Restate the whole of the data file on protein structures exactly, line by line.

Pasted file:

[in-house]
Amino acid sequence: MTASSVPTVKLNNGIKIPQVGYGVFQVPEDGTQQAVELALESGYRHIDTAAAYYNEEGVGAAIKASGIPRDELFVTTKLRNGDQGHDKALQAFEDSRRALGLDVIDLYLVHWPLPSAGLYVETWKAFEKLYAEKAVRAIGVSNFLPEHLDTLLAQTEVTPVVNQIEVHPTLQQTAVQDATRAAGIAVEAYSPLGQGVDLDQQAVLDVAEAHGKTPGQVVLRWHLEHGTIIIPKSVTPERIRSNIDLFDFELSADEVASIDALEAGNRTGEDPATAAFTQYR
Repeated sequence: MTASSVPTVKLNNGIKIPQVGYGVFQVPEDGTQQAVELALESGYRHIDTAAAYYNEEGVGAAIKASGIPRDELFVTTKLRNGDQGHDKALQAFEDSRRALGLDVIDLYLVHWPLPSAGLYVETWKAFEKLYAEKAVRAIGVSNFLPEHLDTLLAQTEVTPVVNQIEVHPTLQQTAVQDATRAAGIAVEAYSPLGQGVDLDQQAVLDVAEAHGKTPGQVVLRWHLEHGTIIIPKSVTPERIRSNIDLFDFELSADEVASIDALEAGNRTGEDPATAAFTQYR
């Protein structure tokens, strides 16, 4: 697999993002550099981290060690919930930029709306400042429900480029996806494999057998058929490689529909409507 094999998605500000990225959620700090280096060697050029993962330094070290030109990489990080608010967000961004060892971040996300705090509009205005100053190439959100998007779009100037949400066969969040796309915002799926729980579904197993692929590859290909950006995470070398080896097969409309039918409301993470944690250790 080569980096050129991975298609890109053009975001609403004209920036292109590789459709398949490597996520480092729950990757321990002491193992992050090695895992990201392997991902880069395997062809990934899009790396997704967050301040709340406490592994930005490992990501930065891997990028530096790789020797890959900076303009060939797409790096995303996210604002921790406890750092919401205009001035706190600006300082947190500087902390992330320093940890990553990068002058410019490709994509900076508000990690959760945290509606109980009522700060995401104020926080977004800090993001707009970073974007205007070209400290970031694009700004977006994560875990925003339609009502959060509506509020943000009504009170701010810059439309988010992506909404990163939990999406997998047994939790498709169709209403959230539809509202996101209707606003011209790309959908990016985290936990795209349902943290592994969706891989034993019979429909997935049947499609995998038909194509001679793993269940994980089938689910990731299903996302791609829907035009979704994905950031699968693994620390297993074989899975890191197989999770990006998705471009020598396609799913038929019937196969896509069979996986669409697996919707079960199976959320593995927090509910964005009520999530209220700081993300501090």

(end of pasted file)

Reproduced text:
[in-house]
Amino acid sequence: MTASSVPTVKLNNGIKIPQVGYGVFQVPEDGTQQAVELALESGYRHIDTAAAYYNEEGVGAAIKASGIPRDELFVTTKLRNGDQGHDKALQAFEDSRRALGLDVIDLYLVHWPLPSAGLYVETWKAFEKLYAEKAVRAIGVSNFLPEHLDTLLAQTEVTPVVNQIEVHPTLQQTAVQDATRAAGIAVEAYSPLGQGVDLDQQAVLDVAEAHGKTPGQVVLRWHLEHGTIIIPKSVTPERIRSNIDLFDFELSADEVASIDALEAGNRTGEDPATAAFTQYR
Repeated sequence: MTASSVPTVKLNNGIKIPQVGYGVFQVPEDGTQQAVELALESGYRHIDTAAAYYNEEGVGAAIKASGIPRDELFVTTKLRNGDQGHDKALQAFEDSRRALGLDVIDLYLVHWPLPSAGLYVETWKAFEKLYAEKAVRAIGVSNFLPEHLDTLLAQTEVTPVVNQIEVHPTLQQTAVQDATRAAGIAVEAYSPLGQGVDLDQQAVLDVAEAHGKTPGQVVLRWHLEHGTIIIPKSVTPERIRSNIDLFDFELSADEVASIDALEAGNRTGEDPATAAFTQYR
């Protein structure tokens, strides 16, 4: 697999993002550099981290060690919930930029709306400042429900480029996806494999057998058929490689529909409507 094999998605500000990225959620700090280096060697050029993962330094070290030109990489990080608010967000961004060892971040996300705090509009205005100053190439959100998007779009100037949400066969969040796309915002799926729980579904197993692929590859290909950006995470070398080896097969409309039918409301993470944690250790 080569980096050129991975298609890109053009975001609403004209920036292109590789459709398949490597996520480092729950990757321990002491193992992050090695895992990201392997991902880069395997062809990934899009790396997704967050301040709340406490592994930005490992990501930065891997990028530096790789020797890959900076303009060939797409790096995303996210604002921790406890750092919401205009001035706190600006300082947190500087902390992330320093940890990553990068002058410019490709994509900076508000990690959760945290509606109980009522700060995401104020926080977004800090993001707009970073974007205007070209400290970031694009700004977006994560875990925003339609009502959060509506509020943000009504009170701010810059439309988010992506909404990163939990999406997998047994939790498709169709209403959230539809509202996101209707606003011209790309959908990016985290936990795209349902943290592994969706891989034993019979429909997935049947499609995998038909194509001679793993269940994980089938689910990731299903996302791609829907035009979704994905950031699968693994620390297993074989899975890191197989999770990006998705471009020598396609799913038929019937196969896509069979996986669409697996919707079960199976959320593995927090509910964005009520999530209220700081993300501090």